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Thread: Fremont Blacklines for Soprano: Hard or Medium?

  1. #11

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    I just thought of something. You could save a few bucks by buying a set of sop/con mediums and a set of tenors, skipping the sop/con hards, because you'll have all of the different gauges of A and G strings available. To reproduce the hard set use the med G string as the A string, and use the tenor A string as the G string. The Ukulele Site has the specs.

  2. #12
    Join Date
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    I agree w Bill1. Try both.
    Martin Sopranos: 0M: 30, 64 ---
    1M: 22Dit, 23Dit, 24Dit, 49, 55--1K 26
    2M: 22, 23Dit, 23Dit, 49, 60, 12 --- 2K: 25, 12
    3M: 25, 48, 55x2, 12(ch) 3K: 29
    The Gibsons: Styles 2&3 28;1&2&3x3 27;UB1 25
    Tonk American 28; Favilla 55; Smeck Vita 30; Kamaka Gold Deluxe 60
    Kiwaya Thinline KS-0P Soprano; Gretsch American 30
    Covered Bridge Honduran Hog tenor
    Pono Maple Tenor, BE Acacia Bari & MS Sop

  3. #13
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    Quote Originally Posted by seesar View Post
    I just thought of something. You could save a few bucks by buying a set of sop/con mediums and a set of tenors, skipping the sop/con hards, because you'll have all of the different gauges of A and G strings available. To reproduce the hard set use the med G string as the A string, and use the tenor A string as the G string. The Ukulele Site has the specs.
    Interesting analysis, Seesar! Now, please don't think I'm being antagonistic, as that isn't my intention, but in my experience the Fremont Blackline hard tension set is distinguishable, and desirable, not so much by its individual string gauges, as by a certain "texture" that they seem to have; it's hard to put into words, but I'd maybe describe it as a more "solid" feel than other sets. I'd also give them high marks in the categories of consistently-good intonation, and durability.

  4. #14

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    Quote Originally Posted by Bill Sheehan View Post
    Interesting analysis, Seesar! Now, please don't think I'm being antagonistic, as that isn't my intention, but in my experience the Fremont Blackline hard tension set is distinguishable, and desirable, not so much by its individual string gauges, as by a certain "texture" that they seem to have; it's hard to put into words, but I'd maybe describe it as a more "solid" feel than other sets. I'd also give them high marks in the categories of consistently-good intonation, and durability.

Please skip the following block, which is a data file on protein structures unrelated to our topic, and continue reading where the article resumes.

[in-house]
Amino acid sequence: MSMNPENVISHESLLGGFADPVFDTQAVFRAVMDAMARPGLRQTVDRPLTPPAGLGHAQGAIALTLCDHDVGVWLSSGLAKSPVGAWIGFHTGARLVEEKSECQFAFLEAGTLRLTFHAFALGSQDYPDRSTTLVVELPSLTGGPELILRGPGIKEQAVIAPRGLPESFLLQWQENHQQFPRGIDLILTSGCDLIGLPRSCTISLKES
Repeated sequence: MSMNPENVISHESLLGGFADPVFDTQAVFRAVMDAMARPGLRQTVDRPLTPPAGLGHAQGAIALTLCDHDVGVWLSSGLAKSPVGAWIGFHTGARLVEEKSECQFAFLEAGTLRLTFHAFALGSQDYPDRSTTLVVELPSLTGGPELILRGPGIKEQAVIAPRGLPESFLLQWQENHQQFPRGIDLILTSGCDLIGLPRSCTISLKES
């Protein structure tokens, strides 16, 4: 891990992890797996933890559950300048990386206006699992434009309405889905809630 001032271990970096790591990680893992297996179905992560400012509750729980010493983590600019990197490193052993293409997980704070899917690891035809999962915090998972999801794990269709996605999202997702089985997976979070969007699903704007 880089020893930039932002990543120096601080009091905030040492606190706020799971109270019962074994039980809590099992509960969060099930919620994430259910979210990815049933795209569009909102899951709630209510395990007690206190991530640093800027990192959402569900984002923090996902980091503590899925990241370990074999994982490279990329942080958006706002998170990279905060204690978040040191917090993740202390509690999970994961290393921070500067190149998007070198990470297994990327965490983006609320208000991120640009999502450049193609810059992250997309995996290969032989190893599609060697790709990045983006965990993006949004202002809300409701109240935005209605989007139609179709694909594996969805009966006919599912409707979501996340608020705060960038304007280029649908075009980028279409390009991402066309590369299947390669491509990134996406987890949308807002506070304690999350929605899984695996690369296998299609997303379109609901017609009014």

I don't know this for a fact, and someone is free to correct me if I'm wrong, but I think all Blackline strings (tenor, sop/con medium and sop/con hard) are the same material, and the only thing that distinguishes them is gauge. So all models have the same E and C strings, .027 and .031 inch diameters. Sop/con medium A and G strings have a lighter gauge then sop/con hards. And you'll find that different models have the same gauge for different strings, for example, the tenor A string is the same as the sop/con medium G string, .023 inch diameter. And if you're wondering if Blackline sop/con strings are long enough for a tenor, in my experience, the answer is yes.

  5. #15
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    Quote Originally Posted by seesar View Post
    I don't know this for a fact, and someone is free to correct me if I'm wrong, but I think all Blackline strings (tenor, sop/con medium and sop/con hard) are the same material, and the only thing that distinguishes them is gauge. So all models have the same E and C strings, .027 and .031 inch diameters. Sop/con medium A and G strings have a lighter gauge then sop/con hards. And you'll find that different models have the same gauge for different strings, for example, the tenor A string is the same as the sop/con medium G string, .023 inch diameter. And if you're wondering if Blackline sop/con strings are long enough for a tenor, in my experience, the answer is yes.
    Point well-taken! That does make sense!

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